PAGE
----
Tell me something, oh Mulleted Mastermind, does Isringhausen seem “ready” to close to you at this point in time? Is Ryan Franklin ready? Is Ron Villone ready? Will any of these guys ever be ready? I think the answer to that one is a resounding “NO”.

Sure, Izzy had a fairly good year last season. But if you look at the number of base runners allowed per inning, you realize a lot of it was smoke and mirrors. It’s no surprise that those base runners have been scoring in bunches this year. Perez has the stuff to be a dominant closer, the kind of guy that nails the door shut emphatically.

Another guy that has been pretty lights out at AAA Memphis has been Jason Motte. The 26 year-old right-hander is cut from the same mold as Perez – a young, hard-throwing strikeout machine. Just the kind of guy La Russa hates. After all, if you’re striking guys out you’re not “pitching to contact”.

Currently, Motte sports a 4-2 record with a 2.91 ERA and an eye-popping 97 strikeouts in 58 2/3 innings. That’s basically like striking out two out of every three guys you face.

You would think that will all the struggles of our geriatric bullpen, a guy with numbers the likes of Motte would get the call to the big leagues to see what he could do. He couldn’t possibly be any worse than most of the guys we’ve had this year.

Then again, you would think Perez would have been given a chance to close long before now. Let’s see, the Cardinals have major league leading 27 blown saves, and currently trail the Cubs by 7 1/2 games.

You do the math. You would think an egghead like La Russa would have before now.


2 Responses to Don’t Boo Izringhauzen, Boo the Guy That Kept Putting Him In There

  1. The artist formerly known as "The Rube" says:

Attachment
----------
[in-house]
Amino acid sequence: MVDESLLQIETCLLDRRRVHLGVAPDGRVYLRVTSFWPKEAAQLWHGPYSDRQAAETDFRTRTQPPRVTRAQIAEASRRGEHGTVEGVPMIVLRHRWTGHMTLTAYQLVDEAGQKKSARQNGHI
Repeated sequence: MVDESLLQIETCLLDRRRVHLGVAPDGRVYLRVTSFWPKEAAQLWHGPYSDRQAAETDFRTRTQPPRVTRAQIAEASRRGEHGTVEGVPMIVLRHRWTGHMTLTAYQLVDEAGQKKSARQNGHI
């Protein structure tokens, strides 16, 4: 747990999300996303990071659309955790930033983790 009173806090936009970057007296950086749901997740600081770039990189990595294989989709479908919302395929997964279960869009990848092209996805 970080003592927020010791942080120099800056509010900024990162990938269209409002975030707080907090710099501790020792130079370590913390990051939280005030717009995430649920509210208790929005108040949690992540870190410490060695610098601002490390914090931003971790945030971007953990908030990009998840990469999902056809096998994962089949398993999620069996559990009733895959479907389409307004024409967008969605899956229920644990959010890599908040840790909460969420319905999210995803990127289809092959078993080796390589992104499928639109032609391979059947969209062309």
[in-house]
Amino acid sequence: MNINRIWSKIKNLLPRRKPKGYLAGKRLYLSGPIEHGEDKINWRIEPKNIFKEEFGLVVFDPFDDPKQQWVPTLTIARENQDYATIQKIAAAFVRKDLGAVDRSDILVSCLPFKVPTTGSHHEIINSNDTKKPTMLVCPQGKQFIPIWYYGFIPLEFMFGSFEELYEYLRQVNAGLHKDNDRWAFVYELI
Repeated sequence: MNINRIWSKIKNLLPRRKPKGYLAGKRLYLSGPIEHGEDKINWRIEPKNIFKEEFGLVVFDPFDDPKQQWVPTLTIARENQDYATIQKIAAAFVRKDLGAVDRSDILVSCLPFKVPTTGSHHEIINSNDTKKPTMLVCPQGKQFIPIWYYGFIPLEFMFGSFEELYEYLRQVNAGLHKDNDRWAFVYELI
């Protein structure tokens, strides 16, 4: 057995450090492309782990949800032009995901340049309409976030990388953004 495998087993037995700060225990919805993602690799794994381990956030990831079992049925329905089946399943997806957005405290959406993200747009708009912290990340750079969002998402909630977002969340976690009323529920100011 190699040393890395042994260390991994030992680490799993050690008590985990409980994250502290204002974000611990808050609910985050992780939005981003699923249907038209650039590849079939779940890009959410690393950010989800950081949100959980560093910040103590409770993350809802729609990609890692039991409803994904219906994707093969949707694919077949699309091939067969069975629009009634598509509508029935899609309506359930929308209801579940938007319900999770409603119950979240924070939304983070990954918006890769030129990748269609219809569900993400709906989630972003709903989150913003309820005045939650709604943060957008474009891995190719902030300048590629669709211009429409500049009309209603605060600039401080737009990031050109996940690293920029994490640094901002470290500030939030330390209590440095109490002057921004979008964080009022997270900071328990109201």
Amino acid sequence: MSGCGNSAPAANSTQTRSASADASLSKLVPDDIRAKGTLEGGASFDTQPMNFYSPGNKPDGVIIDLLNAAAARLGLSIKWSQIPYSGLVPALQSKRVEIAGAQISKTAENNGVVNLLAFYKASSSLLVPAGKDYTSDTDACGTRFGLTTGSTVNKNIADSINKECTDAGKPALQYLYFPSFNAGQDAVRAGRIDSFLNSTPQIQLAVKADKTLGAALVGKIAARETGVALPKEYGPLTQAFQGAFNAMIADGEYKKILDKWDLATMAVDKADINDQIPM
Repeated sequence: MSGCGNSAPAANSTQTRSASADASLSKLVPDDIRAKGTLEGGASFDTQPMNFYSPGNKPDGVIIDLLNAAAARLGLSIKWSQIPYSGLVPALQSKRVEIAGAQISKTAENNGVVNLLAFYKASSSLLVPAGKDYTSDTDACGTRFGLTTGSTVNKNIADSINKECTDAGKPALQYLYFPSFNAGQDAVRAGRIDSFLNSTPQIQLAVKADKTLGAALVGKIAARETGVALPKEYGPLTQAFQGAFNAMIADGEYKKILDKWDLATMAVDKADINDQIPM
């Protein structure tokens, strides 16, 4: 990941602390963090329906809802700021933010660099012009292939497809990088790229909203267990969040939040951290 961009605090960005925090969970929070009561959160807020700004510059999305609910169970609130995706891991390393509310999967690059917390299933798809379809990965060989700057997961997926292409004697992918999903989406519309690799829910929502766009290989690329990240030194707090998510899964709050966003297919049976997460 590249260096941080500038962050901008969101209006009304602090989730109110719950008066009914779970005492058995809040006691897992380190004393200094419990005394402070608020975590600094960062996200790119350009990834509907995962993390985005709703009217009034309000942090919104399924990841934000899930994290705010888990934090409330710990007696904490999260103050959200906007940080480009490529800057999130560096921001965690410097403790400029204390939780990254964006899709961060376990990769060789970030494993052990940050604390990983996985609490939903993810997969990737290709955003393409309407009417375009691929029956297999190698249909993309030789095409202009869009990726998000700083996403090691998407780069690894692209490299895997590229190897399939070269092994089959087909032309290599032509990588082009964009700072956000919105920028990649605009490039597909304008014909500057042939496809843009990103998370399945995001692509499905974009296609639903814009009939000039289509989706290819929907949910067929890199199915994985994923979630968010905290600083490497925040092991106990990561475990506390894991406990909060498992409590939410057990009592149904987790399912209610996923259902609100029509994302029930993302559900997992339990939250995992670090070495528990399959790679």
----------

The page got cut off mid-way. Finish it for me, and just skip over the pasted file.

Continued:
Can I get an AMEN brotha’……..If Tony “get me a beer” Larussa isn’t careful he could manage his way out of a top three in manager of the year yet again. To do what the Cards have done this year with what they if is incredible. That said the bullpen (to my estimation the hardest part of a managers job) has been pathetic from the begining. Not just the fact that they lead the Universe in blown saves, but as long as Duck and Conver Isringhausen keeps plodding back out to the bump the Cards will continue to miss opportunity after opportunity to gain ground on the Evil Brewer’s in the Wild Card. I know that Izzy’s mentality is that of a closer still….at least thats what he says, but to be honest from time to time I have the mentality of a 10 century Roman Gladiator, but you don’t see me wondering about with a net and sword dueling with passers by! Larussa needs to keep in mind that sometimes your the Lion and other times your the crippled Gladiator with nothing but a handful of sand to defend yourself with, which is what Izzy has become unfortuenatly. My softball team could use a closer…..I wonder if Izzy could come to the ‘Paign for that!!?!?!